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Early in 1871 Gregory was sworn of the Irish privy council,

and later that year he was appointed, governor of Ceylon. In

January 1872 he sailed for that colony, in which he remained

for over five years. In this position Gregory exhibited high

administrative qualities, and his tenure of the governorship

was one of considerable success and popularity. He spent

more money on transport and irrigation works than any other

governor, doing much to stimulate the cultivation of coffee and

tea, and to improve the harbours of the island. His efforts at

social reform and attempts to end the commercial

monoculture of coffee were more circumspect and of limited

success. He also took a great interest in the culture and

antiquities of Ceylon, and established a museum at Colombo.

In 1875 he received the Prince of Wales in Colombo and was

knighted. Increasingly bored by administrative routine, irritated

by the criticisms made of him by the plantation interest, and

having clashed with the Conservative colonial secretary over

the privileges of the Anglican church in the colony, Gregory

decided to resign in 1876. After a visit to Australia in January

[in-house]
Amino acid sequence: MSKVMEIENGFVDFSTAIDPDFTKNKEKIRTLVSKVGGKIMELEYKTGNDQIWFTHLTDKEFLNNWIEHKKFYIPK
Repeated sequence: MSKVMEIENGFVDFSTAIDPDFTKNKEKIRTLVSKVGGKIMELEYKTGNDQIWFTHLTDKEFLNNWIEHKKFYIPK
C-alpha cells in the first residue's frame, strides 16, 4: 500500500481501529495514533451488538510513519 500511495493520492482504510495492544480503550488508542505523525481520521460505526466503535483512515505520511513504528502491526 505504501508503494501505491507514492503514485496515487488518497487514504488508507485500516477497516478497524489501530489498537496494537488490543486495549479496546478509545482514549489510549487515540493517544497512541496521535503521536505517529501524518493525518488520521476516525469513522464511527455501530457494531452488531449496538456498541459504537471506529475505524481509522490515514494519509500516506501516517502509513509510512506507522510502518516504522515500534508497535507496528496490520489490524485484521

1877, he returned to Ireland.

Thenceforward Gregory took no active part in public affairs,

though his interest in them remained keen. As an Irish landlord

he was deeply alarmed by the land war, and he vehemently

criticized Gladstone’s Land Act of 1881. In 1882 he had a sharp

confrontation with his tenants over rent levels, and relations

were subsequently strained on the Coole estate. He was

strongly opposed to the home-rule movement, and in 1881 he

printed privately a ‘confidential letter’, attacking what he took to

be the separatist aims of Parnell and his followers. From 1886

Gregory considered himself a Liberal Unionist, ready to support

coercion against agrarian agitation, but looking increasingly to

tenant purchase as the solution to the land question.

Gregory had a strong interest in the Middle East; he visited

Egypt and north Africa in 1855-6, and published an account of

his travels privately in 1859. In 1882 he advocated the cause of

Arabi Pasha, the Egyptian nationalist leader, in letters to The

Times. Subsequently to his retirement from the Ceylon

government he paid three visits to that island. He contributed

to The Racing Life of Lord George Bentinck by John Kent and

Francis Lawley (1892) and in 1889 he published an article on

Daniel O’Connell in the Nineteenth Century.

Gregory was twice married: first, on 11 January 1872, to

Elizabeth, daughter of Sir William Clay and widow of James

Temple Bowdoin, a lady of considerable private fortune, who

died in 1873; second, on 4 March 1880, to Isabella Augusta

(1852-1932), youngest daughter of Dudley Persse of

Roxborough, co. Galway. She survived him with one son,

William Robert Gregory, and both published Gregory’s

posthumous autobiography and turned Coole Park into the

centre of the Irish literary renaissance. After 1890 Gregory’s

health gradually failed, and he died at his London home,

3 St George’s Place, on 6 March 1892. A reduction,

taken from the Oxford Dictionary of National Biography.